Sunday, January 24, 2010

Power Struggle

Recently I blogged about amateur radio's culture of exclusion; a post which generated a large amount of interest, new readers, and surprisingly little if any hate mail. Based on the blog post I doubt I'll be invited to join CWops or FOC, but the SOC has welcomed me with open arms and they're a fun bunch of folks.

One of the areas I touched on was how some modes such as RTTY tend to stay away from subbands used by older modes such as CW during contests. WW2PT pointed out a post by W2LJ which indicates that RTTY contester's self-enforced deference to CW may be ending.

It's clear that there is a schism within amateur radio's digital mode world between RTTY and basically everything else. Amateur radio's so-called digimodes (PSK31, Olivia MFSK, etc) are almost always run at 50 watts or less. Some modes such as JT65 and WSPR (developed by K1JT ) are run around 20 watts. And CW (which is technically a digimode) has a large following of QRP operators who run CW using 5 watts or less.

Reason for these low power levels is that modulating/demodulating a radio signal using a digital signal processor allows the use of error-correcting techniques which results in what's termed "Coding Gain". Coding gain usually adds (depending on the code used) about 2 - 6 dB to the system gain. This means that a signal which is transmitted 50 watts into a vertical antenna (unity gain) is seen effectively as 75 - 200 watts by the receiver. Coding gains higher than 6 dB are possible. So digimode practitioners don't run "big power" because in digimodes you don't need much power to work the world.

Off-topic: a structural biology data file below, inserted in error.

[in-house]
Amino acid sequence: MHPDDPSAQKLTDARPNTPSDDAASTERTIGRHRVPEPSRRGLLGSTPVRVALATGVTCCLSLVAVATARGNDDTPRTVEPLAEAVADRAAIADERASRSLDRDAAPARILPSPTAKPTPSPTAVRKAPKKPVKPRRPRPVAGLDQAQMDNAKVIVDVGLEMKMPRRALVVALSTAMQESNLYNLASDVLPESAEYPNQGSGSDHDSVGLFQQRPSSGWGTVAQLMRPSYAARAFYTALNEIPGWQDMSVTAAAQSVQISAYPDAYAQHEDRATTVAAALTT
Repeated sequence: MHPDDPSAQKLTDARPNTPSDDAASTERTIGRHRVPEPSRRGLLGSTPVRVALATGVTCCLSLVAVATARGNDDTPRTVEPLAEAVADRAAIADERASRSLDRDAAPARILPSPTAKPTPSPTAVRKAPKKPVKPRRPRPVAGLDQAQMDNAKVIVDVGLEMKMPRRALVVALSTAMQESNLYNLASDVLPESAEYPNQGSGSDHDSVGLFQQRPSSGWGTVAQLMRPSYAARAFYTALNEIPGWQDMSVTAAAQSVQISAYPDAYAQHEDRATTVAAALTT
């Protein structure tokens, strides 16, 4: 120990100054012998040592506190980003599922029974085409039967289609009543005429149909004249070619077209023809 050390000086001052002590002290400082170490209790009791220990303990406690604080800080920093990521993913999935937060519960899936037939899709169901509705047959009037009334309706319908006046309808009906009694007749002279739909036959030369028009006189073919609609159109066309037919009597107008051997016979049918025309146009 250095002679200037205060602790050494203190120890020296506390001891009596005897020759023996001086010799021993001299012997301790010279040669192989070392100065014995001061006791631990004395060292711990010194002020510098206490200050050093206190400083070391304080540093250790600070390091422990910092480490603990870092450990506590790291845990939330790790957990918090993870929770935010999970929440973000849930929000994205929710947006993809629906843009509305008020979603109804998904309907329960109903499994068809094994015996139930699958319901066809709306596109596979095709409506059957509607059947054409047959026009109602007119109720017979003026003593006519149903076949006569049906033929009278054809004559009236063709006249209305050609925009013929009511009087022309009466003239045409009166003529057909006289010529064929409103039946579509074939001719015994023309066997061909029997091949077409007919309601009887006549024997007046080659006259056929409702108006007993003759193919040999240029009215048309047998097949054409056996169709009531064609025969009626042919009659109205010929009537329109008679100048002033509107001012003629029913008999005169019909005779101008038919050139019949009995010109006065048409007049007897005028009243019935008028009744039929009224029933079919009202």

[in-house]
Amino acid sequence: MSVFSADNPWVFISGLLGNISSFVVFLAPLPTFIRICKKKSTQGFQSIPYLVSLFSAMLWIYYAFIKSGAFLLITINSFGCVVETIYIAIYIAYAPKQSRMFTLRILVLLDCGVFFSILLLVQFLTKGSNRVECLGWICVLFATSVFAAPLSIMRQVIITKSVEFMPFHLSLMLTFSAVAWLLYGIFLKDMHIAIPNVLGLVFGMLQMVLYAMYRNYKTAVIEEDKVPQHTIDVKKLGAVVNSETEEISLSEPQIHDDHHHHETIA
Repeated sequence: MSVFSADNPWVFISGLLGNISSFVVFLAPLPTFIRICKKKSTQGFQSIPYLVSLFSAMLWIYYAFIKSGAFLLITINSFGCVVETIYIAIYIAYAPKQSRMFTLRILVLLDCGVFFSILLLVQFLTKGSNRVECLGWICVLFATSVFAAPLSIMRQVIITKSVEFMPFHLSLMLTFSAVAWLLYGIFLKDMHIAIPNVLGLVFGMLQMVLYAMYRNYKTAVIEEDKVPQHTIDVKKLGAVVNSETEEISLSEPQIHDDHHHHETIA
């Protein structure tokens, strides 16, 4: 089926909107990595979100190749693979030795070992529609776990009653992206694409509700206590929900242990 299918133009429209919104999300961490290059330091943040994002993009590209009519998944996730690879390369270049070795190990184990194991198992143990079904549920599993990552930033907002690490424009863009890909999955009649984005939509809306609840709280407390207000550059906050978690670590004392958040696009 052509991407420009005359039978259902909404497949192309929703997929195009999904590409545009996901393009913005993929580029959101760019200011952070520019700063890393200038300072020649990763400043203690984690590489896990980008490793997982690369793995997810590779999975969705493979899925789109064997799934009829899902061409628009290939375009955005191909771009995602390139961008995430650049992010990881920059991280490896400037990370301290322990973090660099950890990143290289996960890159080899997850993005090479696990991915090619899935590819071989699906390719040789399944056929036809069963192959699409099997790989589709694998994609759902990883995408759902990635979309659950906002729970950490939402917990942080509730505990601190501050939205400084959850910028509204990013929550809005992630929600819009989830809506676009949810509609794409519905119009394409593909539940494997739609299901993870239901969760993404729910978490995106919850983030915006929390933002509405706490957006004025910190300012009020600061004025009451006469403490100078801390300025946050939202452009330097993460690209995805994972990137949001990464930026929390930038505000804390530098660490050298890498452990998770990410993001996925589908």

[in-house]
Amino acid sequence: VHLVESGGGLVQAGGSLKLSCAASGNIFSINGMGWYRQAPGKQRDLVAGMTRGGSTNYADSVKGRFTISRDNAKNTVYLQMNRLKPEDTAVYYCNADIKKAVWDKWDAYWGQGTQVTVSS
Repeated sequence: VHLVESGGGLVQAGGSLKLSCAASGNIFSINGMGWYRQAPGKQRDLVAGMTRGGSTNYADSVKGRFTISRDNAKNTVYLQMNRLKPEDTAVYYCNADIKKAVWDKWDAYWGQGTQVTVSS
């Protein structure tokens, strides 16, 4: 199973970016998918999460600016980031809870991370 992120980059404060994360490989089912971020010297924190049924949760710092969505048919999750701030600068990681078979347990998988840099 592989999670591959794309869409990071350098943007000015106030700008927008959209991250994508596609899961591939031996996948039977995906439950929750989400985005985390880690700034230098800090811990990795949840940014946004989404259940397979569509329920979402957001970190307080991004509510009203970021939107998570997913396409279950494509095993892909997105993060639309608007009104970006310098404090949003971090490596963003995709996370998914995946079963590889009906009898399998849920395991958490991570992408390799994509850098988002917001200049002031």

Stack this up against RTTY where "big gun" stations running kilowatt amps into high-gain antennas are not unusual. While it's true that RTTY doesn't offer any coding gain I think that a kilowatt of power is a bit overkill. If all RTTY operators remained within the usual subbands there wouldn't be many issues. But the problem comes up during contests where the contesters spread out across the band and the other digimodes simply get wiped out; this includes QRP CW ops.

Lately there has been a resurgence of interest in WSJT modes; probably due in part to the excellent work done by W6CQZ in providing a reverse-beacon system, chat/sked system, and building upon K1JT's original software to create a new and improved application. Yet with this new interest there have been a disturbing trend of late where people have been applying an RTTY approach to WSJT modes and wiping everyone out in the process. For example; there's one guy who's just across the valley from me that's creating all sorts of havoc by (1) running big power (his QRZ vanity photo clearly shows his amps), and (2) driving his system into ALC which heavily distorts his signal. And it's not just one guy; the other night I was getting overloaded by a guy in Colorado. How much power must he have been running to overload the front-end of my receiver from 1,000 miles away?